‘Bloody Bloody Andrew Jackson’ is uneven but essential

“Bloody Bloody Andrew Jackson” is a scrappy rock musical that celebrates the populist seventh president of the United States with irony and swagger.

Old Hickory wears skinny jeans and courts his wife, Rachel, in a song called “Illness and Metaphor.” A contemporary Storyteller with greasy hair, glasses and a nasal Midwestern accent arrives in a motorized wheelchair — supplying her own “beep, beep, beep” — and goes on to get shot back and forth across time like an arrow. Jackson is robbed of the 1824 election in an Electoral College calamity that foreshadows the loss of Al Gore, another salty-tongued Tennesseean, in 2000.

An anthem to love and the torturous contradictions of the democracy, “Bloody Bloody” exists in a giddy state of energy and angst that suggests the subversive shtick of a “Saturday Night Live” skit dancing to the black lunacy of a Trey Parker musical (“Cannibal! The Musical,” in particular). Book writer Alex Timbers pens a wicked, vital, anachronism-laced epic that galumphs along to a folksy, frenetic score by Michael Friedman.

It’s 90 minutes of pure chaos and joy — even in a treatment as noisy and maddeningly uneven as the one playing now at Actor’s Express. As directed by Freddie Ashley and choreographed by Sarah Turner, the show is a mixed bag — killer design and up-and-down performances that can feel a bit collegiate.

As Andrew Jackson, Maxim Gukhman seems to be presenting an “idea” of a punk-star president rather than fully inhabiting his persona. He’s a fine-looking specimen of ski-slope nose, supple physique, forced charisma and authentic narcissism. Galen Crawley’s fragile Rachel is a mix of unconventional beauty and contrived sexuality — an arresting amalgamation of strength and vulnerability that’s interesting to watch but never fully resonates.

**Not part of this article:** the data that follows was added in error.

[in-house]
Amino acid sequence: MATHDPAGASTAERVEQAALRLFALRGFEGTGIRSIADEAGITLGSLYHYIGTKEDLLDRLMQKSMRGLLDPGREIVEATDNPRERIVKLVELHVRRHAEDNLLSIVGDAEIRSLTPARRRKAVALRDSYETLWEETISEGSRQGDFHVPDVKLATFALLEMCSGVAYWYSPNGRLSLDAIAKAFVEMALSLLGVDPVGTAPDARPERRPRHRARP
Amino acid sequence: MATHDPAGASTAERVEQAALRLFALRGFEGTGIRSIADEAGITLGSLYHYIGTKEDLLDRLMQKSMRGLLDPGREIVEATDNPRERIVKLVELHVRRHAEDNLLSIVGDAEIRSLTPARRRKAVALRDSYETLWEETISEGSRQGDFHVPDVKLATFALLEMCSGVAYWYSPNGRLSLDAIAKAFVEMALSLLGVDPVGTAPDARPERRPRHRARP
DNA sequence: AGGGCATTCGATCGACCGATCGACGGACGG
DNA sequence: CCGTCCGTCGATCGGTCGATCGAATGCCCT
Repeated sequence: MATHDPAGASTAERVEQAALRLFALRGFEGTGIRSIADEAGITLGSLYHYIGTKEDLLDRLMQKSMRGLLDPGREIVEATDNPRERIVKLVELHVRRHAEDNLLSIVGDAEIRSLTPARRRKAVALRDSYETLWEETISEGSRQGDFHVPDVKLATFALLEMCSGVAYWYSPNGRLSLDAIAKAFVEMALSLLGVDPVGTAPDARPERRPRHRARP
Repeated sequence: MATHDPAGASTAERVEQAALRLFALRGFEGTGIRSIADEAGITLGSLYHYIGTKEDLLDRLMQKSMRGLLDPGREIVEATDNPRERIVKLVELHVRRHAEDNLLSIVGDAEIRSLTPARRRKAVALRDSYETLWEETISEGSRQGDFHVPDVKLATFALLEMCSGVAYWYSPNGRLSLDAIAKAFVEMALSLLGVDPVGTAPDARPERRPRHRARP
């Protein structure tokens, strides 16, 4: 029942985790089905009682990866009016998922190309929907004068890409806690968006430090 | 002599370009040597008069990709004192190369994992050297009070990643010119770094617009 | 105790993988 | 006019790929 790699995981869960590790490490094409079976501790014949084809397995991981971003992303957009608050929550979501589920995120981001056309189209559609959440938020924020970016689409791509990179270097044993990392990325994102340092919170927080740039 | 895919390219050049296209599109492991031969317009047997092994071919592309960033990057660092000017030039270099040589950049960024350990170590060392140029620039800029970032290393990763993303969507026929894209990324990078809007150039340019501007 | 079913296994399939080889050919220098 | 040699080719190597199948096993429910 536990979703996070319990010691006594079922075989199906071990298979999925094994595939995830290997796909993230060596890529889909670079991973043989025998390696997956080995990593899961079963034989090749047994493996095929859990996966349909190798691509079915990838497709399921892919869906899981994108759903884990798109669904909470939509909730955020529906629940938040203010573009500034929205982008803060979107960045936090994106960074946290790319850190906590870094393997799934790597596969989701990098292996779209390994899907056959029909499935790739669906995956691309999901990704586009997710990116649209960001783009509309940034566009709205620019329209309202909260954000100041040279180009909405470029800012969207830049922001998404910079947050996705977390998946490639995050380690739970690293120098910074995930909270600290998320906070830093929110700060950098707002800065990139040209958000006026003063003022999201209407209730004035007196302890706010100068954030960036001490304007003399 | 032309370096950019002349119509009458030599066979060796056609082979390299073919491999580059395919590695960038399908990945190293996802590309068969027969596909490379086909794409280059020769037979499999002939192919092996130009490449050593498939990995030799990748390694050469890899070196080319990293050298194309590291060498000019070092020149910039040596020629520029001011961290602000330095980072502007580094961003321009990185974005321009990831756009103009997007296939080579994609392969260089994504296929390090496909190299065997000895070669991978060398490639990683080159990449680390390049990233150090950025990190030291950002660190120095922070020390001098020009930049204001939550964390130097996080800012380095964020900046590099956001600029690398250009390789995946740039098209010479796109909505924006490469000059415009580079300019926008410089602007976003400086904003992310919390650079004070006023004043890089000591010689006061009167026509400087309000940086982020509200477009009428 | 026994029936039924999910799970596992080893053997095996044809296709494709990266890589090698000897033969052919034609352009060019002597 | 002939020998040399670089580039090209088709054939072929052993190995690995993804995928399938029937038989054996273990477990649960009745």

Instead, it’s some of the supporting players that really shine.

Bandleader Andy Danh has a lovely singing voice and fine guitar licks. Jason-Jamal Ligon is heart-breaking as noble Native American chief Black Fox, who Jackson sees as a duplicitous friend. Sam Costantino is delightfully spritely as Lyncoya, the young Indian boy that Jackson adopts. And I loved, loved, loved Kerrie Seymour’s pitch-perfect take on the goof-ball Storyteller, a performance so spot-on that you’d think she’s an audience member arriving late for the show. All in all, the ensemble ranges from sure-footed professionals like Jeremy Wood to the hard-to-hear Bailey Sessions.

Scenic designer Kat Conley creates a fantastic approximation of a Wild West carnival hall, with a glorious American flag, balconies and bar at one end. Jamie Bullins’ costumes are appropriately slinky and suggestive. Joseph P. Monaghan III washes it all in lush and evocative lighting.

At times, the band overpowers the voices, a situation that even microphones can’t help. (This was an ongoing problem at 2011’s “Spring Awakening,” too; as the engagement played on, the music seemed to get louder and louder.) While you admire Actor’s Express for staging this ambitious and unwieldy work, you can’t help but wish for a bit more polish. “Bloody Bloody” offers a bounty of political commentary, raucous comedy and lusty rabble-rousing. It’s a lot to take in and anything that can be done to finesse the experience is welcome.

Theater review

“Bloody Bloody Andrew Jackson”

Grade: B minus

8 p.m. Wednesdays-Saturdays. 2 p.m. Sundays. Through Feb. 17. $26-$47. Actor’s Express, 887 West Marietta St., Suite J-107, Atlanta. 404-607-7469, actors-express.com

Bottom line: Flawed. But see it anyway.

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